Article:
Student life is full of tons of new experiences. Juggling lectures, studying, parties, and work can cause you to put staying healthy at university on the back burner. The lure of cheap and tasty fast food can steer you away from fresh fruit and veg more than you realize. As well as this, it’s easy to count clubbing as your own cardio. While you might get energetic on the dance floor, it’s less effective if you’re downing sugary drinks and snacking on late night chips afterwards.
Staying healthy at university is about building good habits and making it as easy as possible to stick to them, even under pressure. For many, uni is the first time they’re making decisions without their parents around to remind (or nag at) them. Here are a few bits of advice for staying healthy at uni and ways to make it easier to stick to your health resolutions.
1. Start by making good sleep a priority
When we say make sleep a priority, it doesn’t mean sleeping past that first (or second) lecture because you were having another late night. Most adults need between seven and nine hours of sleep each night, especially when the days are filled with studying, lectures, work, and more. Without sleep, you’ll be grumpy and struggle to socialize. When you do study, you’ll find it hard to stay focused.
While it can be tough to head home before the party’s over, getting to bed at a reasonable time is crucial. You might have FOMO in the moment, but you’ll thank yourself later. Don’t be tempted to pull all-nighters when you’re behind on work either! Professors would prefer you ask for an extension than hand in something you blearily threw together at 4 AM.
2. Try to get moving daily
Exercise has so many benefits. It can improve your ability to remember the crucial points of your lectures and studies. This means you’ll be able to concentrate better and think more critically. It’s normal not to always feel like getting up to go for a ramble or hitting the gym. However, experts say if you do, you’ll feel better afterwards because exercise boosts your mood. And if you have difficulty getting to sleep on time every night, a good workout can help tire you out. By bedtime, you’ll be ready to relax.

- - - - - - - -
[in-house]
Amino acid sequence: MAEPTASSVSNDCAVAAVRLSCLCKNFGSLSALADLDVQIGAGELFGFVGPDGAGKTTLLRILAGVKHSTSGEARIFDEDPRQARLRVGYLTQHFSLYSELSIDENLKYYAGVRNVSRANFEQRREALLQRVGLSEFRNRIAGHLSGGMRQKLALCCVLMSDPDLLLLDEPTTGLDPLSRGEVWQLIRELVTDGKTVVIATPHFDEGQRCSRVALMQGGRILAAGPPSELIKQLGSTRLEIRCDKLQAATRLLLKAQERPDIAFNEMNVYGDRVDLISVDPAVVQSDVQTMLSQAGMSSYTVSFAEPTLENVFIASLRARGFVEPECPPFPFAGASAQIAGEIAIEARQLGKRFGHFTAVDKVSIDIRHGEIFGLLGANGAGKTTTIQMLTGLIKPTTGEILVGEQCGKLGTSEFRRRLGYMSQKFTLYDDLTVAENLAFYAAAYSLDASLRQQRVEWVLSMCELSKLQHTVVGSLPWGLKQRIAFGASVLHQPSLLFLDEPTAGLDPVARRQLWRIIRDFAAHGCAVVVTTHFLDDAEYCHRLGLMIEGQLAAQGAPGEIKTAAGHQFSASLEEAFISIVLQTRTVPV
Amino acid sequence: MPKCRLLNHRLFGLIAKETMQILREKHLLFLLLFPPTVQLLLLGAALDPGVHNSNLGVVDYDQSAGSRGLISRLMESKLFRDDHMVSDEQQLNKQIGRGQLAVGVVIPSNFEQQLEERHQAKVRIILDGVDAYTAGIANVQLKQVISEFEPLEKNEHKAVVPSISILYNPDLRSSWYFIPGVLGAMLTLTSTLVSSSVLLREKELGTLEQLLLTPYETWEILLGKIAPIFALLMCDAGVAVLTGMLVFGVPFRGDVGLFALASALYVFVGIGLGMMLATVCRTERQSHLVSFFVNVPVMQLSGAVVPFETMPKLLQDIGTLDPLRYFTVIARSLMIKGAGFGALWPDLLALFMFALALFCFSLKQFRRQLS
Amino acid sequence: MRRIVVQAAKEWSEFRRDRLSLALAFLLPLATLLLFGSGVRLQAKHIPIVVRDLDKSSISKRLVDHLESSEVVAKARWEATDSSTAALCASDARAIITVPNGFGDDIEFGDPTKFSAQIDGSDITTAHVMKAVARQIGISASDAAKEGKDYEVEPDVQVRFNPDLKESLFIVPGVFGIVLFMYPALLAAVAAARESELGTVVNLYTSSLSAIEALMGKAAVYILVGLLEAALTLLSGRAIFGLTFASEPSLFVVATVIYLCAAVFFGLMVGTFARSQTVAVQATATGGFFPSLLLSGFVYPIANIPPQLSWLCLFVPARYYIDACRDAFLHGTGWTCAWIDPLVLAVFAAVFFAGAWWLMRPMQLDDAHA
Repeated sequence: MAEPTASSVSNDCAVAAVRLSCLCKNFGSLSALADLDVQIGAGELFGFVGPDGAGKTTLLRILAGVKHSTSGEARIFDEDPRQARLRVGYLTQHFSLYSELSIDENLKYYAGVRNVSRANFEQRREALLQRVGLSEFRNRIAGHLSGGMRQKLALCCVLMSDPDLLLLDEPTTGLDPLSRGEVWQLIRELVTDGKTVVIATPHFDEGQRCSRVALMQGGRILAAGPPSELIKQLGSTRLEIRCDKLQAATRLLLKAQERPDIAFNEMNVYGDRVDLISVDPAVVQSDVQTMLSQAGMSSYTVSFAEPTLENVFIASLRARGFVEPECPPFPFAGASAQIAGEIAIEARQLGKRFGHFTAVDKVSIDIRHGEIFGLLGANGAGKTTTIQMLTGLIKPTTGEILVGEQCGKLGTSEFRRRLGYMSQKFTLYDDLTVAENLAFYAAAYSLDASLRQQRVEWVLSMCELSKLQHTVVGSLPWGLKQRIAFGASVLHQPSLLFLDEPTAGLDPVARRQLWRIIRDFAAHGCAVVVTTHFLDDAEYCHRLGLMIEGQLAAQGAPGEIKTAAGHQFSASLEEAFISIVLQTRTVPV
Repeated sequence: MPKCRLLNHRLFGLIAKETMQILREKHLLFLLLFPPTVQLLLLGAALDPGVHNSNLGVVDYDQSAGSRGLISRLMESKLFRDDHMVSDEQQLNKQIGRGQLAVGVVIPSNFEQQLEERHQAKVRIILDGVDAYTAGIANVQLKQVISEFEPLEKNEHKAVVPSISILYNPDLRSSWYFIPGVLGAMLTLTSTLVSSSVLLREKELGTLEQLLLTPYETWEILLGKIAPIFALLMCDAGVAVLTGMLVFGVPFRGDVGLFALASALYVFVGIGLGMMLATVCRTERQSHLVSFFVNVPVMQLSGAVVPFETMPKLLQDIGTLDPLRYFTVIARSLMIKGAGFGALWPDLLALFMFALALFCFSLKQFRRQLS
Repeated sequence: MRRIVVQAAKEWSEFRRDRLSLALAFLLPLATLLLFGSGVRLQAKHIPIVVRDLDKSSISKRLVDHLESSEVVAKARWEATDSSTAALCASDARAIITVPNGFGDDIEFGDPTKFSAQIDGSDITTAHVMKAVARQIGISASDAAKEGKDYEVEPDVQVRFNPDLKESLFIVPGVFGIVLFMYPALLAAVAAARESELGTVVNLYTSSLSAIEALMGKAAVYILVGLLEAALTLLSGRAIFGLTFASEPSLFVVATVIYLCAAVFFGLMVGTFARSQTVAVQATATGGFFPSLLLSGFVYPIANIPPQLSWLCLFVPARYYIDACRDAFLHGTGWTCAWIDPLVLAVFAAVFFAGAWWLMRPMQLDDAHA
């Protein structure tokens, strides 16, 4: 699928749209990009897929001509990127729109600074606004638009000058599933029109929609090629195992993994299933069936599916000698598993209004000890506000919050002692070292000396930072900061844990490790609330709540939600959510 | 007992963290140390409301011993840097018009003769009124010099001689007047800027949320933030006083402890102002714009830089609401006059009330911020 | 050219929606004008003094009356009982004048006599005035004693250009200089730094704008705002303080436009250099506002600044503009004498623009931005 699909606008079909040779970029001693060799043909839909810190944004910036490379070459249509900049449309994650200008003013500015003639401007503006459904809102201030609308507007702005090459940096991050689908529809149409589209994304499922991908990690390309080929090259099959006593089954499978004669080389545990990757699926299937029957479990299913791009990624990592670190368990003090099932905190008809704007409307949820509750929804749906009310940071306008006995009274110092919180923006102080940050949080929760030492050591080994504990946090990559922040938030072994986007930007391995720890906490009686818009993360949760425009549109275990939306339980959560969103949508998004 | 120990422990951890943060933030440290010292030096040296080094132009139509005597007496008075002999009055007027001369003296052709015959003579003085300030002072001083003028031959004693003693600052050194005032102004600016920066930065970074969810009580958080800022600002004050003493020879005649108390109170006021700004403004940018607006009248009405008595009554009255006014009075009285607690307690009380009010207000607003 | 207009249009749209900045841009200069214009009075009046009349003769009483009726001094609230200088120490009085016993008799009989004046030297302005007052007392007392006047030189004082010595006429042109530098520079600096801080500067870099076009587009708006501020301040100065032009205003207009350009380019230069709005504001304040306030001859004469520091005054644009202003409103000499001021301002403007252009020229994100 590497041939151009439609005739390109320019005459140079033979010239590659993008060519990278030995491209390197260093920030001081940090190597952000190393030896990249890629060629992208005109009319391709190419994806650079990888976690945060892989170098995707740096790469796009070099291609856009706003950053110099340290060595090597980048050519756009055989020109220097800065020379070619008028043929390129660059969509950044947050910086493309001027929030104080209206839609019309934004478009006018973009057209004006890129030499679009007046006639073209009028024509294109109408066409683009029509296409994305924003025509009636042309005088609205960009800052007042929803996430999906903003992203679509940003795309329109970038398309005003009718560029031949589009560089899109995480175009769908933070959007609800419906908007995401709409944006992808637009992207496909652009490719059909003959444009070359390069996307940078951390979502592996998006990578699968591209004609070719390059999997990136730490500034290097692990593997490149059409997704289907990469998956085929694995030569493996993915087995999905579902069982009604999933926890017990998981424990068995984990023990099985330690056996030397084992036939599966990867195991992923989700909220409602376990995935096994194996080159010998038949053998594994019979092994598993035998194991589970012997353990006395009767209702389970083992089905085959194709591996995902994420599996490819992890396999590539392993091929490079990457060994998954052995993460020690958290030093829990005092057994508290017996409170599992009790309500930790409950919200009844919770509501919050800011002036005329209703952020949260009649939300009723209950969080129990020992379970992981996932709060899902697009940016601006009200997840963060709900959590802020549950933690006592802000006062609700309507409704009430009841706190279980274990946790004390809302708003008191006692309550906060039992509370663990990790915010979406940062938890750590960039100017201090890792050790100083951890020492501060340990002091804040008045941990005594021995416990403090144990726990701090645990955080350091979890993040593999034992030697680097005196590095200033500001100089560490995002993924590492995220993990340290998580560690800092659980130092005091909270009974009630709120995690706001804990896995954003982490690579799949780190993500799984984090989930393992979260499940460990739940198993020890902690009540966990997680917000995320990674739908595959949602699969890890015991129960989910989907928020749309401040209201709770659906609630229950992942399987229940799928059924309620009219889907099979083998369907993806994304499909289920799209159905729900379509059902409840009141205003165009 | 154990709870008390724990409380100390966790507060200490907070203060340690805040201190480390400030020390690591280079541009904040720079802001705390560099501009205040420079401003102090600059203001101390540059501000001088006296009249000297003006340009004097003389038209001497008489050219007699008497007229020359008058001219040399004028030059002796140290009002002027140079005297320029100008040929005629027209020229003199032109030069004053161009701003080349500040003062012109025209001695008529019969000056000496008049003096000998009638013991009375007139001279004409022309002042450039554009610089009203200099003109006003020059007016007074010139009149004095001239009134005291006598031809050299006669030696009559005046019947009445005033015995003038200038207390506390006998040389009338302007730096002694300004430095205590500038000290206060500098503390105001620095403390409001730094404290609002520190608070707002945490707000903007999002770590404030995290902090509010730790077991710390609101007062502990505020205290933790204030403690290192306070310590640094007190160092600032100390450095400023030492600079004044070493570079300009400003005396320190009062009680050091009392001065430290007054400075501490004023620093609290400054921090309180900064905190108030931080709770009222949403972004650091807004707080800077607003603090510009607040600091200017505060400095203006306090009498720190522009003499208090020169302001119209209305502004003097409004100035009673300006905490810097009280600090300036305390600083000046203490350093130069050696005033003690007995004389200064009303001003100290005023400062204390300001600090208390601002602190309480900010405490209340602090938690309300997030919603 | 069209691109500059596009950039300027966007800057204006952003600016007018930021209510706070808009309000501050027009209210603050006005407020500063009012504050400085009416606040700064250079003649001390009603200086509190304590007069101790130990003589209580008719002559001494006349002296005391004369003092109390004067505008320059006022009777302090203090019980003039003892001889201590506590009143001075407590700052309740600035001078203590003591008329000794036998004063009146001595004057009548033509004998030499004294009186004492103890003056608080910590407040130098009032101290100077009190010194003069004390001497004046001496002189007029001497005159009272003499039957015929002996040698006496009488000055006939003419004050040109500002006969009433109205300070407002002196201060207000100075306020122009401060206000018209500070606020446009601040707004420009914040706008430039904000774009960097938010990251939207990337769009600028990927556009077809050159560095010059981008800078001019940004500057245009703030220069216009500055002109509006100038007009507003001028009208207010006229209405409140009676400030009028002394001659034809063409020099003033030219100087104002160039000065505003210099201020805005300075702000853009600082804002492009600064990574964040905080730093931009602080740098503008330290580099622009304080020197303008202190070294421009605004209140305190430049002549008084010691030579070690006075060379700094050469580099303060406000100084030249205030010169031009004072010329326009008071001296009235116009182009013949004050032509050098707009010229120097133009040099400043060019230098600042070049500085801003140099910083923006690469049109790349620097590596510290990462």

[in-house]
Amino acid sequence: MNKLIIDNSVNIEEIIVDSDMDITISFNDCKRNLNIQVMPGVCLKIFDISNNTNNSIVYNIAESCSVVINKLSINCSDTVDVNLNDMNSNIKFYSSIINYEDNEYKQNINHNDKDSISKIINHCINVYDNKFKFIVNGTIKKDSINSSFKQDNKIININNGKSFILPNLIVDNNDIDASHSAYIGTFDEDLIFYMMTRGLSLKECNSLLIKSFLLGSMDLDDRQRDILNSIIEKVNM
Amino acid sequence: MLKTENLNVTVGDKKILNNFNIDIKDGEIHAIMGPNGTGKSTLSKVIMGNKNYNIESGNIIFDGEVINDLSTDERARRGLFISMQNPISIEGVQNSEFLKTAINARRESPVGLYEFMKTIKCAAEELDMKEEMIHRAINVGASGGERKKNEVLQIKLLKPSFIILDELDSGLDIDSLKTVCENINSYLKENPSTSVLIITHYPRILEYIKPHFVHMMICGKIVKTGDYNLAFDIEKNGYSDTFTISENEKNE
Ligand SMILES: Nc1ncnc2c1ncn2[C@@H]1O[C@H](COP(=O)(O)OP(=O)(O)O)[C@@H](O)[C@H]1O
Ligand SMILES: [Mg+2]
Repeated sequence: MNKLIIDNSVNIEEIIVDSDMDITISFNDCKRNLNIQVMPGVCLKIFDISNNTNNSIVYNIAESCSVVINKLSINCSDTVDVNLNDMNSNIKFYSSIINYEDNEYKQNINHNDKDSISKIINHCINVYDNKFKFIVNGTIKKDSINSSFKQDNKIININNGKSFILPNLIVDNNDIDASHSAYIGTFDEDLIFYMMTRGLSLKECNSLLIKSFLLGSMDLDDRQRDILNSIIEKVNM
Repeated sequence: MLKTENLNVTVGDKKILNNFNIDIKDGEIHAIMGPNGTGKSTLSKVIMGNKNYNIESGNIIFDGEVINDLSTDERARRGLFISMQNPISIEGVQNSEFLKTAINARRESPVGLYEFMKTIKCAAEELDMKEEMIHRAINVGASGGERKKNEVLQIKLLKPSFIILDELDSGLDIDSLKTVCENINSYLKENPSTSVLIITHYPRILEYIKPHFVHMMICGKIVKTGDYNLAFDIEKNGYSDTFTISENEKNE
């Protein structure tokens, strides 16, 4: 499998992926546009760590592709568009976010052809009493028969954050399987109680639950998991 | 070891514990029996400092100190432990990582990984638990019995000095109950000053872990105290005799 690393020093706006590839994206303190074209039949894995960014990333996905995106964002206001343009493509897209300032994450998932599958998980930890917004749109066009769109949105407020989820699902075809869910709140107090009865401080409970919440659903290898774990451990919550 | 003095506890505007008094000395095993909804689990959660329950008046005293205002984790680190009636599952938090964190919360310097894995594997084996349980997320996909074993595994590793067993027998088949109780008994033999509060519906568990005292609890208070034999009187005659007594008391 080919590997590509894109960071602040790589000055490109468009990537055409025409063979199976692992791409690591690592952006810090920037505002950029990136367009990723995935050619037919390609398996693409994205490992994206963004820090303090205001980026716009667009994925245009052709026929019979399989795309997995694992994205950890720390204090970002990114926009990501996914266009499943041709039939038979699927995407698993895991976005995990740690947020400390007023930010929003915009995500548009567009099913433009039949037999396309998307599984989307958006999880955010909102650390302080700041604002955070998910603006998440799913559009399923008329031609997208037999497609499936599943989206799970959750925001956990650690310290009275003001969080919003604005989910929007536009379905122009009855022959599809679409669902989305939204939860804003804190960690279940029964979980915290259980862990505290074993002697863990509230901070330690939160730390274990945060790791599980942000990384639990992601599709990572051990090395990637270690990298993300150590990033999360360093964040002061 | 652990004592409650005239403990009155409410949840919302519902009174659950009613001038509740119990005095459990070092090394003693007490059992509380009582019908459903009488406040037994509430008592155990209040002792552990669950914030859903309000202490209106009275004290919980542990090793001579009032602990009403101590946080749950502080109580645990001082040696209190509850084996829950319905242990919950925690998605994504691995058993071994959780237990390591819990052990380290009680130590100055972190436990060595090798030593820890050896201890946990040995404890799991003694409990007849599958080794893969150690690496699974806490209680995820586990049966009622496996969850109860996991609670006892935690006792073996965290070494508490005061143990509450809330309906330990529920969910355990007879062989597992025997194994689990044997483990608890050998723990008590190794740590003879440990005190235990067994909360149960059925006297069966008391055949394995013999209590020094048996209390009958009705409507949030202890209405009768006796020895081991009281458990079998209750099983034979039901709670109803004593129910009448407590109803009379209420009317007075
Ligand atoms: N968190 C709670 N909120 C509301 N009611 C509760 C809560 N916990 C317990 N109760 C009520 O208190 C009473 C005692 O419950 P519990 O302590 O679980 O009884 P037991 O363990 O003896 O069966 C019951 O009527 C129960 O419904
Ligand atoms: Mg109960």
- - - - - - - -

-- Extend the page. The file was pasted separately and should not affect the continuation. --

Your uni will have a ton of sports clubs and groups at all levels. Joining one can be a great way to meet people you’d never have come across, as well as keeping fit. If you prefer to work out alone, try running, yoga, or swimming.
Need a way to get active every day but don’t have the time? Take your bike to uni and pedal around instead of taking the bus. Your travel time has now become your work-out time – doubly efficient!
3. Your diet makes a significant impact—plan ahead
Chips, pizza, and convenient takeaway can quickly become a daily habit. Not getting enough nutrients can obviously affect you physically. It can also make it harder to concentrate on your work and remember the things you’re there to study. Because many students are on the go all day, planning is essential. Choose a quieter day each week and prep your meals in advance. Have them ready in the fridge for fast grab-and-go.
4. Drink of choice?
It sounds too good to be true, but water will do you wonders. Many people don’t realize how vital staying hydrated is, especially after a fun night out. Stop drinking alcohol before you’ve had too much, and make sure to pound the water before you go to sleep.
It’s a simple step for a simple habit—get a refillable water bottle and keep it with you. Some even have marks on the side, so you can track your water intake throughout the day!
5. Doctors and dentists are so important to staying healthy at university
If you’re heading to uni and it’s far from home, remember to sign up with a local doctor and dentist. Don’t hesitate go to them when you’re not feeling quite right. While students tend to be a fairly healthy group overall, sometimes issues pop up that need attention. Your sore throat that hasn’t gone away for weeks, or a run-down feeling that no amount of sleep can fix. A painful tooth, or blurry vision. Any of these probably mean it’s time to head in for a checkup. Lots of clinics in student areas also have drop-in hours when you can visit without an appointment.
6. Your mental health matters, too
Your mental health can impact your physical health, and vice-versa. And university life is full of new changes and pressures that can get to anyone. If you need help, reach out. Many universities have tons of resources for students, and your doctor is another resource. Don’t wait to speak up when stress levels get too high. While studying, schedule frequent breaks to move your body and chat to friends.
Practice healthy habits for uni success
Your time at university can be a fantastic learning experience for your course of study and the life experience you’ll get. But don’t forget to take care of your health! You’ll get much more out of your time there and feel better during the process.